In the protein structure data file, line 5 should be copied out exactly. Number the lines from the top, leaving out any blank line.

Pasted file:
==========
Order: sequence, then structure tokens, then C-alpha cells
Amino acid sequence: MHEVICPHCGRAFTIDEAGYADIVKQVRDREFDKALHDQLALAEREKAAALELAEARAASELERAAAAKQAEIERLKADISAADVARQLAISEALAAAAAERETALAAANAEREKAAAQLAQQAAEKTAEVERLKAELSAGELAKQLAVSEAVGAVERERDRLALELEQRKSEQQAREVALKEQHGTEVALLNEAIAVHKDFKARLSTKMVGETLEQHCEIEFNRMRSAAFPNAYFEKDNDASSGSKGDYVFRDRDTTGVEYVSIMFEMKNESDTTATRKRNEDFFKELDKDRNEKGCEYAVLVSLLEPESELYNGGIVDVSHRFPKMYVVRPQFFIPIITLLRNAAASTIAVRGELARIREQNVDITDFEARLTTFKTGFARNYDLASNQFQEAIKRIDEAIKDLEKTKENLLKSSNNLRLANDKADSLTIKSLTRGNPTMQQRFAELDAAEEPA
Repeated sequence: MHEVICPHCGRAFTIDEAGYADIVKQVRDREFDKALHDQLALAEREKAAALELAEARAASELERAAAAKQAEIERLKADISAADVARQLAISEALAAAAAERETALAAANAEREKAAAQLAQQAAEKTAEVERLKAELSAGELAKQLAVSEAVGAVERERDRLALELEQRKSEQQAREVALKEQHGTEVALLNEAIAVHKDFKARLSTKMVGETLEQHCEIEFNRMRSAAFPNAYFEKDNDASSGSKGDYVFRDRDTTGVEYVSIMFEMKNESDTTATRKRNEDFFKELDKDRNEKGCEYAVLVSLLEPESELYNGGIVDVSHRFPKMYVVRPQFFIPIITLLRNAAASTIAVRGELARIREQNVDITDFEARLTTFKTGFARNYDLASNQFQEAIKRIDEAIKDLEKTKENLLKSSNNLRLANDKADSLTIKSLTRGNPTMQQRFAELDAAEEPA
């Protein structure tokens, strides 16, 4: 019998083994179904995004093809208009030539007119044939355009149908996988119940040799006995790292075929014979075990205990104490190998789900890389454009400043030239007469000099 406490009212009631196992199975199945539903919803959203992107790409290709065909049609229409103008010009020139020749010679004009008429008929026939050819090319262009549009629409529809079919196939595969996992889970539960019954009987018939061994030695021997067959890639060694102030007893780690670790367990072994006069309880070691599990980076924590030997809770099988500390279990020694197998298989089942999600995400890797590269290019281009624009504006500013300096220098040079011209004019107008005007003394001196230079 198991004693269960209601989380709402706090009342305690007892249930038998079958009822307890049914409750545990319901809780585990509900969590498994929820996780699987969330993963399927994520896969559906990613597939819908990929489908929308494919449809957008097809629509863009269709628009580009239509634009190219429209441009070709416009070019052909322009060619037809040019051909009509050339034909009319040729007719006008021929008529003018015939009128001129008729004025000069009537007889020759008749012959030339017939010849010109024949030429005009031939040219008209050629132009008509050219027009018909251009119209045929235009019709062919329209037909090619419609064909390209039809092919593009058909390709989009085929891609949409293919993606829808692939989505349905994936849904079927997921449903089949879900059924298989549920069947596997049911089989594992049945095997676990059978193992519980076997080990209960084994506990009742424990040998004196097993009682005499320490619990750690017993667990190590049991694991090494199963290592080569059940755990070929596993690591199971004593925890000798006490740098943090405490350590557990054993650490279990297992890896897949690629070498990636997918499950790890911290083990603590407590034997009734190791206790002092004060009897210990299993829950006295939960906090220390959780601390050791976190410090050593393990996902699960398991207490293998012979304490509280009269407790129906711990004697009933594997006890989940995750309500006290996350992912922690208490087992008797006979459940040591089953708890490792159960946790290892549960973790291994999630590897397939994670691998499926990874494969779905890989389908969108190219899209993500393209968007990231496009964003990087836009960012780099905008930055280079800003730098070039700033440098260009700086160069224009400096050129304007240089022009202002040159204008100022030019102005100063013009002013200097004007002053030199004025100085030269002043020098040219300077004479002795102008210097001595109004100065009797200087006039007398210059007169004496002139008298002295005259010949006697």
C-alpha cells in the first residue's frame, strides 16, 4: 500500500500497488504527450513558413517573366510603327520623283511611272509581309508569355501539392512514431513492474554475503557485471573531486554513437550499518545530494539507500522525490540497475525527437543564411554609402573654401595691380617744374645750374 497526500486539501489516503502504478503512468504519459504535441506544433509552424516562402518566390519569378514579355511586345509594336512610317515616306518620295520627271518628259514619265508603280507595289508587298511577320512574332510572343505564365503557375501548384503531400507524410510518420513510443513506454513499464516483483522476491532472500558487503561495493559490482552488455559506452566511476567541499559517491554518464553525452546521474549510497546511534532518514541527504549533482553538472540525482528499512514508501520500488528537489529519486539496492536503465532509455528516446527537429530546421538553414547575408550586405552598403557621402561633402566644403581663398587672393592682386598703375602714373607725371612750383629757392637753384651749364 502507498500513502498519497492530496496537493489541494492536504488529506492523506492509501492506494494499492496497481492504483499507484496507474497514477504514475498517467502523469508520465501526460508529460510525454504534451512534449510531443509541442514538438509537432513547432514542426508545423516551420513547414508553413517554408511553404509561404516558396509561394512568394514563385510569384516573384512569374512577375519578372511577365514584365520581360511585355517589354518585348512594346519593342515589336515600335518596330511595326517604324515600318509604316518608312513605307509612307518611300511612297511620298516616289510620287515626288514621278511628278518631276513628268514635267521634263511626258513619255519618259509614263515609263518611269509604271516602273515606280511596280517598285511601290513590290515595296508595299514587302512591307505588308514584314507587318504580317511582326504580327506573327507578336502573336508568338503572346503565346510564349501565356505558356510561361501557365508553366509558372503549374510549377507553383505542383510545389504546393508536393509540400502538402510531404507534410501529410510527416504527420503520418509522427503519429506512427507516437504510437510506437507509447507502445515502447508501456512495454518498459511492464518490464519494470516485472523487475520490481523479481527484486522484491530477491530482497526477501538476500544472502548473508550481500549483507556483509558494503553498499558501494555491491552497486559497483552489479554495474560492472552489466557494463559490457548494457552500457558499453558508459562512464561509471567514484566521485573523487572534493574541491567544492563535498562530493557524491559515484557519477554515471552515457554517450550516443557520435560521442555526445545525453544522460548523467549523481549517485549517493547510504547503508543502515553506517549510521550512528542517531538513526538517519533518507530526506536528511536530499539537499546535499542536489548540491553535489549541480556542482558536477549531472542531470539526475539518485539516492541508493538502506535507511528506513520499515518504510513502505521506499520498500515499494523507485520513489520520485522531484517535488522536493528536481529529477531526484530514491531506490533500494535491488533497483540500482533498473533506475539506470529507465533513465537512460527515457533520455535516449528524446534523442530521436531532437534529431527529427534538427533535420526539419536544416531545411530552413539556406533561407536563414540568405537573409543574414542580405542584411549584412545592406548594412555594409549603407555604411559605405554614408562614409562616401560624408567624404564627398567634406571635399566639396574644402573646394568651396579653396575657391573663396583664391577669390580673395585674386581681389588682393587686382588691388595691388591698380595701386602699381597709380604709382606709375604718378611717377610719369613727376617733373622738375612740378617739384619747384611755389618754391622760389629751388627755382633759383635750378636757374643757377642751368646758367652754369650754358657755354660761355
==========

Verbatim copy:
C-alpha cells in the first residue's frame, strides 16, 4: 500500500500497488504527450513558413517573366510603327520623283511611272509581309508569355501539392512514431513492474554475503557485471573531486554513437550499518545530494539507500522525490540497475525527437543564411554609402573654401595691380617744374645750374 497526500486539501489516503502504478503512468504519459504535441506544433509552424516562402518566390519569378514579355511586345509594336512610317515616306518620295520627271518628259514619265508603280507595289508587298511577320512574332510572343505564365503557375501548384503531400507524410510518420513510443513506454513499464516483483522476491532472500558487503561495493559490482552488455559506452566511476567541499559517491554518464553525452546521474549510497546511534532518514541527504549533482553538472540525482528499512514508501520500488528537489529519486539496492536503465532509455528516446527537429530546421538553414547575408550586405552598403557621402561633402566644403581663398587672393592682386598703375602714373607725371612750383629757392637753384651749364 502507498500513502498519497492530496496537493489541494492536504488529506492523506492509501492506494494499492496497481492504483499507484496507474497514477504514475498517467502523469508520465501526460508529460510525454504534451512534449510531443509541442514538438509537432513547432514542426508545423516551420513547414508553413517554408511553404509561404516558396509561394512568394514563385510569384516573384512569374512577375519578372511577365514584365520581360511585355517589354518585348512594346519593342515589336515600335518596330511595326517604324515600318509604316518608312513605307509612307518611300511612297511620298516616289510620287515626288514621278511628278518631276513628268514635267521634263511626258513619255519618259509614263515609263518611269509604271516602273515606280511596280517598285511601290513590290515595296508595299514587302512591307505588308514584314507587318504580317511582326504580327506573327507578336502573336508568338503572346503565346510564349501565356505558356510561361501557365508553366509558372503549374510549377507553383505542383510545389504546393508536393509540400502538402510531404507534410501529410510527416504527420503520418509522427503519429506512427507516437504510437510506437507509447507502445515502447508501456512495454518498459511492464518490464519494470516485472523487475520490481523479481527484486522484491530477491530482497526477501538476500544472502548473508550481500549483507556483509558494503553498499558501494555491491552497486559497483552489479554495474560492472552489466557494463559490457548494457552500457558499453558508459562512464561509471567514484566521485573523487572534493574541491567544492563535498562530493557524491559515484557519477554515471552515457554517450550516443557520435560521442555526445545525453544522460548523467549523481549517485549517493547510504547503508543502515553506517549510521550512528542517531538513526538517519533518507530526506536528511536530499539537499546535499542536489548540491553535489549541480556542482558536477549531472542531470539526475539518485539516492541508493538502506535507511528506513520499515518504510513502505521506499520498500515499494523507485520513489520520485522531484517535488522536493528536481529529477531526484530514491531506490533500494535491488533497483540500482533498473533506475539506470529507465533513465537512460527515457533520455535516449528524446534523442530521436531532437534529431527529427534538427533535420526539419536544416531545411530552413539556406533561407536563414540568405537573409543574414542580405542584411549584412545592406548594412555594409549603407555604411559605405554614408562614409562616401560624408567624404564627398567634406571635399566639396574644402573646394568651396579653396575657391573663396583664391577669390580673395585674386581681389588682393587686382588691388595691388591698380595701386602699381597709380604709382606709375604718378611717377610719369613727376617733373622738375612740378617739384619747384611755389618754391622760389629751388627755382633759383635750378636757374643757377642751368646758367652754369650754358657755354660761355